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1 of 1 people found the following review helpful
3.0 out of 5 stars Okay, not up to standard., 28 Aug 2000
By A Customer
I got this as a birthday present, apparently after much dithering over exactly which Discworld book to get (Many fans of Sci-Fi/Fantasy, get this with relatives, believe me!). I thought this would make a short, preferably interesting fill-in before 'Reaper Man', unfortunately this was not what I got. Although 'Eric' does have it's good points, the concept of the separate Hell's is particularly good. It did not, however, as Discworld goes, grab my imagination. This is not to say the return of the original Discworld resident Rincewind and the homicidal Luggage wasn't welcomed. An acceptable effort by Pratchett, but on what is a interesting idea of time-travel, unfortunately not up to his usual standard.
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1 of 1 people found the following review helpful
4.0 out of 5 stars Short and sweet, 16 Mar 2010
This is the ninth instalment in the Discworld series and heralds the fourth run out for Rincewind.

Its probably the shortest Discworld book that will ever be written and feels a little shallow for it, having said that it is a complete story and runs through the typical character introductions before embarking on a hard to believe adventure. In this case Rincewind is used and abused in a fiendish plot basically involving the hoards of hell, who themselves are plagued by a type of business management consultant, and the equivalent of Discworld devil worshipper!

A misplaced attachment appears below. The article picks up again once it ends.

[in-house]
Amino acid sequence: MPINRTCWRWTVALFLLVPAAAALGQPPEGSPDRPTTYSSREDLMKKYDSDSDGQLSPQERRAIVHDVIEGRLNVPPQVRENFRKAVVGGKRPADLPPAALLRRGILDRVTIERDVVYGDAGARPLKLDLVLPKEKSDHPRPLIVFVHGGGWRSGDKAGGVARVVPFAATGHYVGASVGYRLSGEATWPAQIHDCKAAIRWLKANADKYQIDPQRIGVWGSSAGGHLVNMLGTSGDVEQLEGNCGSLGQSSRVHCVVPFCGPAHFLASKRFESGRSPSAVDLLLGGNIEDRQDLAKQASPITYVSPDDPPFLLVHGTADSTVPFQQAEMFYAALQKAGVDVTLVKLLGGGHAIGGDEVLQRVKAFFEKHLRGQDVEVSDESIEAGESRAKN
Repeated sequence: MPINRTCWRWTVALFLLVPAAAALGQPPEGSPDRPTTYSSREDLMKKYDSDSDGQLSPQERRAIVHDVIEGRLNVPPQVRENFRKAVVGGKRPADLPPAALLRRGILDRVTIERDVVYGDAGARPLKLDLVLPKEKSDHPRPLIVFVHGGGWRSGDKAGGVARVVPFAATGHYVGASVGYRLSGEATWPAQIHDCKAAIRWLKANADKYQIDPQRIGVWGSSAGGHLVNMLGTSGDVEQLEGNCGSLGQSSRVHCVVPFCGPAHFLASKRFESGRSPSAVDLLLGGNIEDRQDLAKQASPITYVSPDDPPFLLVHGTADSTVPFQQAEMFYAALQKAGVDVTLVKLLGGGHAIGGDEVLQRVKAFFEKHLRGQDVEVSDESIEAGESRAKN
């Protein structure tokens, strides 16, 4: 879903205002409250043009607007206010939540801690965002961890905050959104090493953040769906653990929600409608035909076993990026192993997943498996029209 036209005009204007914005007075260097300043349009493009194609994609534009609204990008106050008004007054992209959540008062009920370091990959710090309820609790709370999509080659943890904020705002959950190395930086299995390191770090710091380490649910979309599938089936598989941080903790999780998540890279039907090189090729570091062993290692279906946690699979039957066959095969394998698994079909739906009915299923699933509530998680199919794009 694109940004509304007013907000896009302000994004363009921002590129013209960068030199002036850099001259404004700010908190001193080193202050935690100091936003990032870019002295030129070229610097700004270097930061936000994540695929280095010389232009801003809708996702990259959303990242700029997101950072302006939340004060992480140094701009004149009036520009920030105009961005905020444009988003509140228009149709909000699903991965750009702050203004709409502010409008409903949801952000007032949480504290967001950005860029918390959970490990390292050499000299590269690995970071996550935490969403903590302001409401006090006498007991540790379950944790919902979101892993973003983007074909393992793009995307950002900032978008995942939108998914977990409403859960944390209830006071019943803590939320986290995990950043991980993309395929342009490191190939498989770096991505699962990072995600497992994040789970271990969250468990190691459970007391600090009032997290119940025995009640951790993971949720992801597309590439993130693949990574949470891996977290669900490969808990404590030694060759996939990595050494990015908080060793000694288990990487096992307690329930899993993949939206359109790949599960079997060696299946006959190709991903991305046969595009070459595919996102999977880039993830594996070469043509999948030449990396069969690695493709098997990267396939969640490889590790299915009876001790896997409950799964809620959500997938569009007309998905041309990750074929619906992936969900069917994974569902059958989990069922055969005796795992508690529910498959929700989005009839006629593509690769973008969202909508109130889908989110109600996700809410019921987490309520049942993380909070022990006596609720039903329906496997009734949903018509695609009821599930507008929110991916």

Not so good as a standalone book due to its length, but a good one to read in series.
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1 of 1 people found the following review helpful
4.0 out of 5 stars An undervalued gem, 18 Mar 2001
By A Customer
Okay, so I'll start by admitting that this is hardly the best of the Discworld series. But I feel many of the other reviews here don't do it justice. Yes its shorter than the rest, but as I keep telling my girlfriend: "Length doesn't ensure quality." What no-one else has mentioned is that this book was originally published featuring illustrations by Paul Kirby (the guy who does the Discworld front covers), and was in fact written with this in mind. So, the plot does jump quickly from one place to another, but this doesn't detract from the fact that the book is just a fun read, featuring some very funny, well observed characters.
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Eric: Discworld: The Unseen University Collection
Eric: Discworld: The Unseen University Collection by Terry Pratchett (Hardcover - 6 Feb 2014)